Wednesday, October 10, 2007
"Public space is the air space between bodies and information and other bodies; public space is a mix of electronic current and sexual magnetism. So much information fills the air, and so many things and so many bodies, that you can trust and love any one of them 'only for the time being'; there's no danger of being a true believer, no danger of being a husband or a wife--you're playing the electronic field, you're on the move and on the make...
...The model for a new public art is pop music. Music is time and not space; music has no place, so it doesn't have to keep its place, it fills the air and doesn't take up space. Its mode of existence is to be in the middle of things; you can do other things while you're in the middle of it. You're not in front of it, and you don't go around it, or through it; the music goes through you, and stays inside you. It's a song you can't get out of your head. But there are so many voices, too many songs to keep in your head at once; you walk down the street and hear one song from the soundbox you carry with you, another song blaring out of an audio speaker in front of a store, one more through an open bedroom window, yet another coming off the radio in a car that speeds by another car with still one more, and then another, as the driver changes stations. This mix of musics presents a mix of cultures; of course pop music exploits minority cultures, but at the same time it 'discovers' and uncovers them, so that they become born again to sneak into and under the dominant culture. The music of the 70s was punk; the music of the 80s was rap. Each of these types is music that says: you can do it, too. You don't need a professional recording studio, anybody can do it themselves, in the garage and in the house. The message of punk was: do what you can do and do it over and over, until everybody else is driven crazy. The message of rap is: if something has been done better by somebody else, who had the means to do it, then steal it, and re-mix it, tape is cheap and air-space is free. The message of punk and rap together is: actions speak louder only because of words, so speak up and talk fast and keep your hands free and your eyes wide open and your ear to the ground and be quick on your feet and rock a body but don't forget to rock a culture, too."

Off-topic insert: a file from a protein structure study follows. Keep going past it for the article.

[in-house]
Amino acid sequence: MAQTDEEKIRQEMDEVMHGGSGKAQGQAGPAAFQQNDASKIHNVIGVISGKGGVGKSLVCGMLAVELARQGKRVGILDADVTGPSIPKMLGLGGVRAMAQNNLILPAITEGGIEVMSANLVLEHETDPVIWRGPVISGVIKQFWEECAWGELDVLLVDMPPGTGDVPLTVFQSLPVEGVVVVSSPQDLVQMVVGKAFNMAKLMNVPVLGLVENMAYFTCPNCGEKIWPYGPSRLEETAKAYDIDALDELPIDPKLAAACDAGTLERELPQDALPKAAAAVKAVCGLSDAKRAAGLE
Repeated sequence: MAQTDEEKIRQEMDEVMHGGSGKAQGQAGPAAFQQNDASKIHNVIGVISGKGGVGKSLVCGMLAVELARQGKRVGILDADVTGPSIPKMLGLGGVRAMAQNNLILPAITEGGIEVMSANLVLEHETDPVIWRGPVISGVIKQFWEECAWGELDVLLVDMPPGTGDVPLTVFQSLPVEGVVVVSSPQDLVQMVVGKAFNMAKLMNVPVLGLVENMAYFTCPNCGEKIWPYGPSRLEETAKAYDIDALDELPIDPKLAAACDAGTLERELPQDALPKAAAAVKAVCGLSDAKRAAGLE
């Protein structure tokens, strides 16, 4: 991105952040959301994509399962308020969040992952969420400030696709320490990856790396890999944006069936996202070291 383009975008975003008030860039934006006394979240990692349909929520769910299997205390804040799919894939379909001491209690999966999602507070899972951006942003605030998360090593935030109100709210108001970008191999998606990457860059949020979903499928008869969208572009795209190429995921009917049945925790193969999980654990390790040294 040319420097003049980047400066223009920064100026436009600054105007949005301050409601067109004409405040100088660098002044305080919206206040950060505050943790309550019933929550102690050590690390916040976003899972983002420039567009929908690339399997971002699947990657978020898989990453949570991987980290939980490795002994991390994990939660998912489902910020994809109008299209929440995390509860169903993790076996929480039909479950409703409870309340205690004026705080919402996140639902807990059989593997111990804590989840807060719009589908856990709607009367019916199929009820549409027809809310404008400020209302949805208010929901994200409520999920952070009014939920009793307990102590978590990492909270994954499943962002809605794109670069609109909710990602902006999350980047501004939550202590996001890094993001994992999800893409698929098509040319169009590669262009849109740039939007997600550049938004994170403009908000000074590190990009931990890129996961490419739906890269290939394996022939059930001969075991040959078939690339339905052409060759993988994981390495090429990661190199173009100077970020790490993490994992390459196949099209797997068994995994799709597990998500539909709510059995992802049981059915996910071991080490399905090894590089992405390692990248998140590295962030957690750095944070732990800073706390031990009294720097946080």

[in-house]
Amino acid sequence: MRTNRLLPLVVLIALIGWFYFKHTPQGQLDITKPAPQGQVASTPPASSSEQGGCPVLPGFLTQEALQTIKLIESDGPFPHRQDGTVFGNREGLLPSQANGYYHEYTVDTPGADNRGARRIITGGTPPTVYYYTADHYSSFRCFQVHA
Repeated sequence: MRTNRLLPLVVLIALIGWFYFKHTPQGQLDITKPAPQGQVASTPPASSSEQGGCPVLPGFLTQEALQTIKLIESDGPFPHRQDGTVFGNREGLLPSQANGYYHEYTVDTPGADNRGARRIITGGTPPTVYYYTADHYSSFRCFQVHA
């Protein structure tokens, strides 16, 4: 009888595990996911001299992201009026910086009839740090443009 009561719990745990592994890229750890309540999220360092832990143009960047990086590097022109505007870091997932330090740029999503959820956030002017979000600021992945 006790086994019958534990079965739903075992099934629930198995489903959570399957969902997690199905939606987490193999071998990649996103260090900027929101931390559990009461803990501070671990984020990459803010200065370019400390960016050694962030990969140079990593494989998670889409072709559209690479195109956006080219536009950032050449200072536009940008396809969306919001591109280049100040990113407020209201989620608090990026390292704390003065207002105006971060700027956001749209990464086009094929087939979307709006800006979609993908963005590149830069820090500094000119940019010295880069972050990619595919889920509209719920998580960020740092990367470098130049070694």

[Vito Acconci, from Public Space in a Private Time, 1990]